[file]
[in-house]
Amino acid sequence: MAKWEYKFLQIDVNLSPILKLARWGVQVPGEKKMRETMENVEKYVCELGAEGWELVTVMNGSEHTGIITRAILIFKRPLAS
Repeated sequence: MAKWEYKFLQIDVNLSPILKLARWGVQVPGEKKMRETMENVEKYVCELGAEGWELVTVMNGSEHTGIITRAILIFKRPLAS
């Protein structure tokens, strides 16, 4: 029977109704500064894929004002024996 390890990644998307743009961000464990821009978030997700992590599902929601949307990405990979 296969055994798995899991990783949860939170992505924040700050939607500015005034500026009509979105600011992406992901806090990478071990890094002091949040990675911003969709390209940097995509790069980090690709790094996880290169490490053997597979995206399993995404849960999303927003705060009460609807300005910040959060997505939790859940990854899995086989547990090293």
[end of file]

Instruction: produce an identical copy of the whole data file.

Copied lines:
[in-house]
Amino acid sequence: MAKWEYKFLQIDVNLSPILKLARWGVQVPGEKKMRETMENVEKYVCELGAEGWELVTVMNGSEHTGIITRAILIFKRPLAS
Repeated sequence: MAKWEYKFLQIDVNLSPILKLARWGVQVPGEKKMRETMENVEKYVCELGAEGWELVTVMNGSEHTGIITRAILIFKRPLAS
């Protein structure tokens, strides 16, 4: 029977109704500064894929004002024996 390890990644998307743009961000464990821009978030997700992590599902929601949307990405990979 296969055994798995899991990783949860939170992505924040700050939607500015005034500026009509979105600011992406992901806090990478071990890094002091949040990675911003969709390209940097995509790069980090690709790094996880290169490490053997597979995206399993995404849960999303927003705060009460609807300005910040959060997505939790859940990854899995086989547990090293």